She doesn’t typically do well on exams, but she excels in class work. She turns in assignments early and takes advantage of every extra credit opportunity that comes her way.
When she took the SAT, she scored so poorly that she didn’t qualify for the Bright Futures Scholarship here in Florida. And let me just take this opportunity to thank the state for making sure my kid knows that she doesn’t qualify for a bright future . . . ahem.
Because of Florida Prepaid, my daughter has zero out-of-pocket expenses for tuition.
Without any type of scholarships, she’s able to attend school without incurring debt. This is all thanks to my parents.
The Benefits of Prepaid College Plans
One of the many benefits of the Florida Prepaid plan is that it is backed by the state of Florida and you can’t lose your money. With a 529 savings plan, you can lose your money. This depends on the degree of risk you select according to the Florida Prepaid website.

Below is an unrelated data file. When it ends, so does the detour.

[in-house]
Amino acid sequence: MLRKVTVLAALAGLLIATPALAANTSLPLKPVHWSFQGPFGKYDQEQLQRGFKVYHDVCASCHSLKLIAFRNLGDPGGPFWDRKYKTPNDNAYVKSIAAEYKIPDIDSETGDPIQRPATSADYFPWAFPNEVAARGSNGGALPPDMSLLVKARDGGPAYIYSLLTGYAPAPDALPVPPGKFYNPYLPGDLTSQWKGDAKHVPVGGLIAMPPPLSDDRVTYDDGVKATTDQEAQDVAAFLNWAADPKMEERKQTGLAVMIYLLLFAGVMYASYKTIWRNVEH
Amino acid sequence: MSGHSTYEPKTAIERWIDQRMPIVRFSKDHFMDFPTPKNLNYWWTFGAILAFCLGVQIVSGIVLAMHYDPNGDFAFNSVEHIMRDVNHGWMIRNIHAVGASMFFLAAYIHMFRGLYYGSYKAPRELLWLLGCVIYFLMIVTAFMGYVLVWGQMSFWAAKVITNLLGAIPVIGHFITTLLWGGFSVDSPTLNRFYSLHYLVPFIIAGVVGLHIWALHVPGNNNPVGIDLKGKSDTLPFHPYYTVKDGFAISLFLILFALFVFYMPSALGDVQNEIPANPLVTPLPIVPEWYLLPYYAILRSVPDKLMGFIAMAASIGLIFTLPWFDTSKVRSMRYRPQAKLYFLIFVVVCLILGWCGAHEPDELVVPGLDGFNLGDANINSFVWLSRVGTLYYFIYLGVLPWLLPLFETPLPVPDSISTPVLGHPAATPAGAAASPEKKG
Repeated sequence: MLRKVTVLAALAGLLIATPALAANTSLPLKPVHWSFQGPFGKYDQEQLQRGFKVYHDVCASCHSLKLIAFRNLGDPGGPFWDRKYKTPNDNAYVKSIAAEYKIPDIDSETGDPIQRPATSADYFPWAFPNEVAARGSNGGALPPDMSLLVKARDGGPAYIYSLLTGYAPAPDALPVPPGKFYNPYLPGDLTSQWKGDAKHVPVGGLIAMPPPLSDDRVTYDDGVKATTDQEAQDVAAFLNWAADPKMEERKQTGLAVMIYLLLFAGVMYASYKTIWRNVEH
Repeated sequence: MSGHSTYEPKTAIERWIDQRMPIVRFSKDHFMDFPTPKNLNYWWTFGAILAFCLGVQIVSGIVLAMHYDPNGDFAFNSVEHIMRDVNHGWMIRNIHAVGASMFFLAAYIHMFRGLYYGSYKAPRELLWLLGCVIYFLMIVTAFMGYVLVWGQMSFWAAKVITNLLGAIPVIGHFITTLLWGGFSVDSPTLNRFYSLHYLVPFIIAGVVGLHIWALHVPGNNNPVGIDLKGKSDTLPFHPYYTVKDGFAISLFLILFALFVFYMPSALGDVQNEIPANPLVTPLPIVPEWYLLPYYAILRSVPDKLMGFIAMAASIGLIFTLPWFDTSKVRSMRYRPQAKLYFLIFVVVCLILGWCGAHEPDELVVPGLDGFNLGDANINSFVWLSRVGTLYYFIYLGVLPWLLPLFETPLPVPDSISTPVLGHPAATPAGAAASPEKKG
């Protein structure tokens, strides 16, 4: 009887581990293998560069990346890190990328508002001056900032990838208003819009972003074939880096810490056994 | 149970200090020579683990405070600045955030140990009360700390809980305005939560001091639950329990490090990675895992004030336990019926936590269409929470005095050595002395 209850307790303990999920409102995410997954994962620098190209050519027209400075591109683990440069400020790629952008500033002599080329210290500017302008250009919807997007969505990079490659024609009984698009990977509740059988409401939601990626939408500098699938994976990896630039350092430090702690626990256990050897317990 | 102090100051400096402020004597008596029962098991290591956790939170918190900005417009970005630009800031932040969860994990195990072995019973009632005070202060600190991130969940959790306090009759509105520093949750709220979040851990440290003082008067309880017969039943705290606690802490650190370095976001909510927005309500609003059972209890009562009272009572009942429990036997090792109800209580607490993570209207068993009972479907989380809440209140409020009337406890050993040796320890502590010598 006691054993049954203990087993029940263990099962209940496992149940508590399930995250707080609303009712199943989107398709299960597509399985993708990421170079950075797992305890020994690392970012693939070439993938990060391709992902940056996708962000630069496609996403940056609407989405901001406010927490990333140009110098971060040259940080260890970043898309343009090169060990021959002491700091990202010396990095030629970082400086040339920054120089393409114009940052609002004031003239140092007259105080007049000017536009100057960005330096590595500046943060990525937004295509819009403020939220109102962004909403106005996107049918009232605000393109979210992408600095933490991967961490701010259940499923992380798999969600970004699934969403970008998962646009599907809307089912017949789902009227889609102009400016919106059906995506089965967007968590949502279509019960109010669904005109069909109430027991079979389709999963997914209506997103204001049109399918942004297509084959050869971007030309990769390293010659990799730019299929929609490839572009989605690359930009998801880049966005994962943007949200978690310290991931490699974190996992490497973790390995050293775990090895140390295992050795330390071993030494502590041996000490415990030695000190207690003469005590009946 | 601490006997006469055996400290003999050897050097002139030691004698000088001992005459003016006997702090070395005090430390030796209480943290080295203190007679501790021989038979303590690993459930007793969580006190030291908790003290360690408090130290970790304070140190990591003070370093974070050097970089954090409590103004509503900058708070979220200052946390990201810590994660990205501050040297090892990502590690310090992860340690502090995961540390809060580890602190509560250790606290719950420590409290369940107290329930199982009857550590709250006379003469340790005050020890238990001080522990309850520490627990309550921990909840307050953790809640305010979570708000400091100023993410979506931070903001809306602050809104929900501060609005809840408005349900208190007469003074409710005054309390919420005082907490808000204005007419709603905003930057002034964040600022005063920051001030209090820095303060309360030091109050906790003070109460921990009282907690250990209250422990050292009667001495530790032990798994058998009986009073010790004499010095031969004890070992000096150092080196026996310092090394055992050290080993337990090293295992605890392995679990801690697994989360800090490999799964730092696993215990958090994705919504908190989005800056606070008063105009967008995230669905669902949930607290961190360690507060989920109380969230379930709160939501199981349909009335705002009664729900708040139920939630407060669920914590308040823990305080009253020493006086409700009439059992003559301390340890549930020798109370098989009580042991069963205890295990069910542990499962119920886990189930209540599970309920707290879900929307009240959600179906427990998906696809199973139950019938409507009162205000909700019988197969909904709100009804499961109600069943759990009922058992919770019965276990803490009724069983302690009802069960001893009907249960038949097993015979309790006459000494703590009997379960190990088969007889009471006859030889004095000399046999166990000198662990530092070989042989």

Another benefit is that the plan can be transferred to another eligible child or student.
I took a look at the financial statements today. My parents paid $5,652.42 for a four-year university plan for my son and $8,242.71 for my daughter in 1993 and 1996, respectively.
If you’re considering how to finance your children’s education, take a look to see whether your state offers prepaid plans. If it does, consult a professional to help you determine what’s best for your family.
The amount my parents paid was a one-time fee that covered everything. The program does have payment plans available. They simply guarantee the education when the fee is paid, no matter what tuition costs when the child eventually attends school.
Thanks to my parents, both of my children will graduate from college without student loan debt. This will make all the difference as they start their professional lives.